Hospitality workforce bears brunt of outbreak

Corowa Golf Club General Manager Daniel Peacock said the current COVID-19 outbreak is putting an incredible strain on all businesses with staff in and out of isolation.

The current outbreak of COVID-19 is having a severe impact on local hospitality businesses as hundreds of staff are forced into isolation resulting in closures and reduced hours.

Under NSW and Victorian public health orders, vaccinated close contacts must isolate for seven days.

Meanwhile, people are deemed close contacts if they are in the same household as a positive case or have been in high-risk settings such as super spreader events.

Corowa Golf Club General Manager Daniel Peacock said the current outbreak was putting an incredible strain on the club as well as other local businesses. Last week, the club was forced to shut their doors after a staff member tested positive for COVID-19.

“The last week or so has been very difficult. Staffing has just been incredibly tough,” he said.

“We have very few people here and we are doing everything we can to help. Staff that are available have been working anywhere available in the club just to get through.”

Mr Peacock said the community had been very supportive of the club over the last few weeks.

“The only thing we ask for is a bit of patience and understanding as we navigate through these staff shortages,” he said.

“We would also extend a plea to anyone looking for work, now’s the time to put your hand up because there’s opportunities galore at the moment.”

Corowa Whisky and Chocolate also faced the impact of staff isolation measures recently. On Saturday, the popular tourist location was forced to close their doors after a staff member tested positive.

Managing director Dean Druce said the current outbreak had thrown a real spanner into the sector’s recovery.

“We are not nearly as busy as what we have been at this time of year compared to years gone by because because people from the surrounding area and Melbourne where a lot of customers come from are isolating and aren’t holidaying in the region,” he said.

“Whether or not we see an increase like we did in February or March like we did last year remains to be seen.

“Numbers are down a bit, but we are still ticking along nicely. It is what it is, and we will keep dealing with it.

“I suppose the only thing that would help with these staff shortages would be if anyone is looking for work they can come down and see is.”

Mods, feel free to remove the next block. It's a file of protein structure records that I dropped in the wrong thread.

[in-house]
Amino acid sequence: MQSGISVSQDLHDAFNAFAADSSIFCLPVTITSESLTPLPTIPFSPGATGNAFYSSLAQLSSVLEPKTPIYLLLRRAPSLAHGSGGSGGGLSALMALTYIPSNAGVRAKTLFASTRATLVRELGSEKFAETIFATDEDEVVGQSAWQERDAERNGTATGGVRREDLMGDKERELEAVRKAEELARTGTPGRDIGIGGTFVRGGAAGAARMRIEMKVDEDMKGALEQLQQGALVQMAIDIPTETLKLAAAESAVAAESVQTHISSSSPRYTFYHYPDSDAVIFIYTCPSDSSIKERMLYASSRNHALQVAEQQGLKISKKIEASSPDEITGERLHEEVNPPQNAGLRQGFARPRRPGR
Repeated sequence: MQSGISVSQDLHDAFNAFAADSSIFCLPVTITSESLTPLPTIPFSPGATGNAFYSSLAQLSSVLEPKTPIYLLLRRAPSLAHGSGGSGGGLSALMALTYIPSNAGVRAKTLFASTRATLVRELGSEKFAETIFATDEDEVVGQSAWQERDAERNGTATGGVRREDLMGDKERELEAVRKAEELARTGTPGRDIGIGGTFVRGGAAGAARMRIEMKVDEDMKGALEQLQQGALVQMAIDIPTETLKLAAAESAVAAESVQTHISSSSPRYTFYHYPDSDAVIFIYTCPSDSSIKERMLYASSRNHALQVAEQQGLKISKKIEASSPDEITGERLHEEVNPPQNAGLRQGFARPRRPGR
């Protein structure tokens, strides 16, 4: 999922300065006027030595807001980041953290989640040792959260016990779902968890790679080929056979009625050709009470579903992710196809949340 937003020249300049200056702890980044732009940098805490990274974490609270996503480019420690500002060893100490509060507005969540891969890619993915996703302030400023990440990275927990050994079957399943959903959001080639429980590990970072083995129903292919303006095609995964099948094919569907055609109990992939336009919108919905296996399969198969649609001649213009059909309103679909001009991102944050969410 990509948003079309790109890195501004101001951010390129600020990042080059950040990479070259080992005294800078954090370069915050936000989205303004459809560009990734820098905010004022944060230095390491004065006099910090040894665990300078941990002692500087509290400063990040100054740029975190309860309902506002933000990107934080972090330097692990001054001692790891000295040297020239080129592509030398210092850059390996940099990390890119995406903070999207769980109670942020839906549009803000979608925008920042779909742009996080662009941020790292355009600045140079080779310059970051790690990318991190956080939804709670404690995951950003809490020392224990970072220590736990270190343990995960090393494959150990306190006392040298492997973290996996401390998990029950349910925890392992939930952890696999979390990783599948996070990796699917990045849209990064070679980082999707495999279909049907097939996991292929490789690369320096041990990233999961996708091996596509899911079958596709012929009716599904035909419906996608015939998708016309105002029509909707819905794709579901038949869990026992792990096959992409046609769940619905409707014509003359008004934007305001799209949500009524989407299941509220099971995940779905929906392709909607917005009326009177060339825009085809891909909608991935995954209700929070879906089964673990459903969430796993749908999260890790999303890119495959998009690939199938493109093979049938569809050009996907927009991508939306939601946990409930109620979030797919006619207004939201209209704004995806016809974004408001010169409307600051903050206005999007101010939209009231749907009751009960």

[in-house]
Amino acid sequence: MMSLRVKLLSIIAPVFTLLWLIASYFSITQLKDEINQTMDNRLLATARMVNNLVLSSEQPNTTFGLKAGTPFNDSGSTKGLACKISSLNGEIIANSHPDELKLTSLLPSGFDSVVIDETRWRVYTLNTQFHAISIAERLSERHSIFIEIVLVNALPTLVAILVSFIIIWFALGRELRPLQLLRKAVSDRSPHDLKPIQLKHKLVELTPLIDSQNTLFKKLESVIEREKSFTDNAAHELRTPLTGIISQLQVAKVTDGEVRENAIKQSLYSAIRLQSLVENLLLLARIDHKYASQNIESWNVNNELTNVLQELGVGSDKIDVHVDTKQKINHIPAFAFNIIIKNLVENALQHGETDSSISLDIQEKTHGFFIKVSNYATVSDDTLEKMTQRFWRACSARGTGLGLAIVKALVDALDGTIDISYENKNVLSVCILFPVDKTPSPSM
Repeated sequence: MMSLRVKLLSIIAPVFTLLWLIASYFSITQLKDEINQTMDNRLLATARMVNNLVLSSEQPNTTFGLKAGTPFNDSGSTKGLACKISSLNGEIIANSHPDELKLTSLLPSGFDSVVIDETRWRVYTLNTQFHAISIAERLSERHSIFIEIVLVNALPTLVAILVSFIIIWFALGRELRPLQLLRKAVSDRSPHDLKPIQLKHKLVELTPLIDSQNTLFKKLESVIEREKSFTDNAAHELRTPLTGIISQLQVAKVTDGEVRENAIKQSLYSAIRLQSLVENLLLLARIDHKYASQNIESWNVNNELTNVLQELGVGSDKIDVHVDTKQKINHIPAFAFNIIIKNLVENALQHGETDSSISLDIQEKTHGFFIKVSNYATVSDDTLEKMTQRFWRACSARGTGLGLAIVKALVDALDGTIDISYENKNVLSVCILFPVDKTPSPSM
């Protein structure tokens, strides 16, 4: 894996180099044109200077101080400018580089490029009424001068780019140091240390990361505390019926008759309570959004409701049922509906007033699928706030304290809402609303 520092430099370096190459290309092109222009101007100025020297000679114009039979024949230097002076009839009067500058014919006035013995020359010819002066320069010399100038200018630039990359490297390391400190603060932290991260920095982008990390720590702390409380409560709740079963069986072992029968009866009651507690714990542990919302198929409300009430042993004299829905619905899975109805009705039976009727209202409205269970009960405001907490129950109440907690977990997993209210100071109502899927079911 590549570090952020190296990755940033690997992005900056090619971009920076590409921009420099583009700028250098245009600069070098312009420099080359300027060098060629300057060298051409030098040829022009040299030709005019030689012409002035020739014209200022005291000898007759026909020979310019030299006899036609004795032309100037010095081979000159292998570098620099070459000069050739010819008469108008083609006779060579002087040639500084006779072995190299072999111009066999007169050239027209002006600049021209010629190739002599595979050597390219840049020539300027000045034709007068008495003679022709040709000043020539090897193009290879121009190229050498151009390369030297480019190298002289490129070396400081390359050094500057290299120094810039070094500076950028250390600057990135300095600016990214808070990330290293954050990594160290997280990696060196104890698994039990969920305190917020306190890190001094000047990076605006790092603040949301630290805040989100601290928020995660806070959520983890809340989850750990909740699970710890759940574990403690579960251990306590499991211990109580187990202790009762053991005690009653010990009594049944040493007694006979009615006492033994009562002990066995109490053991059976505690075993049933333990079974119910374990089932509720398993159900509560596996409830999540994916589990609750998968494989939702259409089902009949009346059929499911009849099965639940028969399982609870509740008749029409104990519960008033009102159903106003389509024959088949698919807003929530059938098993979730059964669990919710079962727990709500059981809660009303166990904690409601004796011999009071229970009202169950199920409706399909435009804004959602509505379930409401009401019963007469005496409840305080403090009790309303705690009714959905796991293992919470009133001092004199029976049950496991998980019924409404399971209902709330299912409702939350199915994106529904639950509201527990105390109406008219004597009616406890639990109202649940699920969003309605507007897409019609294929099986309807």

Popular Rutherglen café Grace by Milkin Kitchen were forced to close their doors last week amid staff shortages.

“We will be closed this weekend due to a massive staff shortage in relation to covid,” they stated on Facebook late last week.

“We are making this decision, not lightly, it’s financially crippling, to ensure we provide a safe working environment for our amazing staff and a safe environment for our community.”

“Our industry is unique. The risk was high and the transmission inevitable. What’s more disappointing is how often we may find ourselves doing this.”

As cases surge in the region, it seems there won’t be any reprieve for the hospitality sector and other industries any time soon with the latest figures showing (Tuesday January 11) there are currently 150 active COVID-19 cases in Federation and 166 cases in Indigo.

Independent Federal Member for Indi Dr Helen Haines has criticised the lack of preparation and sudden shifts in policy by the federal government leaving the public confused and distressed; and putting extra strain on health services as numbers of COVID-19 in the community increase.

“I wrote to Prime Minister Scott Morrison in September last year, calling for extra resources and planning for regional health services to prepare for the next stage of the pandemic,” Dr Haines said.

“We’ve seen a delay at every stage of this pandemic when we’ve had due warning, we have completely squandered any advantage we had from seeing what other countries faced before us. At every point the federal government has waited until crisis point to take action.

“It is unbelievable that none of this – the pressure on testing centres, the supply of rapid antigen tests, the workforce issues – has been planned for. People are angry and confused and I understand that.

“People can’t do the right thing even if they want to and that’s astonishing in a public health crisis.”